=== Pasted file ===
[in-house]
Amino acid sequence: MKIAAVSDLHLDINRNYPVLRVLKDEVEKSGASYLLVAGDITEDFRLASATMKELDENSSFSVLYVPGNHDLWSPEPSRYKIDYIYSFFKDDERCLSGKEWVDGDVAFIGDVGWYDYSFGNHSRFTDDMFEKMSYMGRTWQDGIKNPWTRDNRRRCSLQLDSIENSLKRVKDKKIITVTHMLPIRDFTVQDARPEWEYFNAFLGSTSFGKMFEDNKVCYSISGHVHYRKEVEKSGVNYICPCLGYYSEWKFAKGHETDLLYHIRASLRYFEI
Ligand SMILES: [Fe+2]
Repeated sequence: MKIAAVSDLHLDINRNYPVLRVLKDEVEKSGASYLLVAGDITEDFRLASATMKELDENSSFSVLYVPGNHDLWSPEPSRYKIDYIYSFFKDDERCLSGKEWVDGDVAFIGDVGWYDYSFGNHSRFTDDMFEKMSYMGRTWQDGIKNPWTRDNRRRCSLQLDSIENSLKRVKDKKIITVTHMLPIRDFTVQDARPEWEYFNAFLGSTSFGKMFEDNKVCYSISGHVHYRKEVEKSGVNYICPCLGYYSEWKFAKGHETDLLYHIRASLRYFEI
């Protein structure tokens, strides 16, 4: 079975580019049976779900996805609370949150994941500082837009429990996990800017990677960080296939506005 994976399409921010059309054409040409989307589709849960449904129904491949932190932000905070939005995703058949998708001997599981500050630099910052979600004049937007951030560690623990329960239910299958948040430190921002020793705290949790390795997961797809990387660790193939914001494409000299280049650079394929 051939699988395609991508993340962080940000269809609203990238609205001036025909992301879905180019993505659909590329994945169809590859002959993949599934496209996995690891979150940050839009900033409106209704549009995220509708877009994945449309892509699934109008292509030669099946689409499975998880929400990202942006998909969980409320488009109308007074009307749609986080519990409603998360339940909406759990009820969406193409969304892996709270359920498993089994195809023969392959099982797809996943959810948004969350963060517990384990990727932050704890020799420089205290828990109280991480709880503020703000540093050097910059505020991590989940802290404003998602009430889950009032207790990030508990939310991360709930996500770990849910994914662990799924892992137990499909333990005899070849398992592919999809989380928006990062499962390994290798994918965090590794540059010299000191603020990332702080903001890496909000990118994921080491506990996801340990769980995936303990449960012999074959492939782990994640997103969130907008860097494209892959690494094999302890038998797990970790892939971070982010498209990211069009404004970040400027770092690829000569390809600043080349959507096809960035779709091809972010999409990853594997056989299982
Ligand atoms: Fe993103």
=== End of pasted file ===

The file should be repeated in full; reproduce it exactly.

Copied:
[in-house]
Amino acid sequence: MKIAAVSDLHLDINRNYPVLRVLKDEVEKSGASYLLVAGDITEDFRLASATMKELDENSSFSVLYVPGNHDLWSPEPSRYKIDYIYSFFKDDERCLSGKEWVDGDVAFIGDVGWYDYSFGNHSRFTDDMFEKMSYMGRTWQDGIKNPWTRDNRRRCSLQLDSIENSLKRVKDKKIITVTHMLPIRDFTVQDARPEWEYFNAFLGSTSFGKMFEDNKVCYSISGHVHYRKEVEKSGVNYICPCLGYYSEWKFAKGHETDLLYHIRASLRYFEI
Ligand SMILES: [Fe+2]
Repeated sequence: MKIAAVSDLHLDINRNYPVLRVLKDEVEKSGASYLLVAGDITEDFRLASATMKELDENSSFSVLYVPGNHDLWSPEPSRYKIDYIYSFFKDDERCLSGKEWVDGDVAFIGDVGWYDYSFGNHSRFTDDMFEKMSYMGRTWQDGIKNPWTRDNRRRCSLQLDSIENSLKRVKDKKIITVTHMLPIRDFTVQDARPEWEYFNAFLGSTSFGKMFEDNKVCYSISGHVHYRKEVEKSGVNYICPCLGYYSEWKFAKGHETDLLYHIRASLRYFEI
């Protein structure tokens, strides 16, 4: 079975580019049976779900996805609370949150994941500082837009429990996990800017990677960080296939506005 994976399409921010059309054409040409989307589709849960449904129904491949932190932000905070939005995703058949998708001997599981500050630099910052979600004049937007951030560690623990329960239910299958948040430190921002020793705290949790390795997961797809990387660790193939914001494409000299280049650079394929 051939699988395609991508993340962080940000269809609203990238609205001036025909992301879905180019993505659909590329994945169809590859002959993949599934496209996995690891979150940050839009900033409106209704549009995220509708877009994945449309892509699934109008292509030669099946689409499975998880929400990202942006998909969980409320488009109308007074009307749609986080519990409603998360339940909406759990009820969406193409969304892996709270359920498993089994195809023969392959099982797809996943959810948004969350963060517990384990990727932050704890020799420089205290828990109280991480709880503020703000540093050097910059505020991590989940802290404003998602009430889950009032207790990030508990939310991360709930996500770990849910994914662990799924892992137990499909333990005899070849398992592919999809989380928006990062499962390994290798994918965090590794540059010299000191603020990332702080903001890496909000990118994921080491506990996801340990769980995936303990449960012999074959492939782990994640997103969130907008860097494209892959690494094999302890038998797990970790892939971070982010498209990211069009404004970040400027770092690829000569390809600043080349959507096809960035779709091809972010999409990853594997056989299982
Ligand atoms: Fe993103």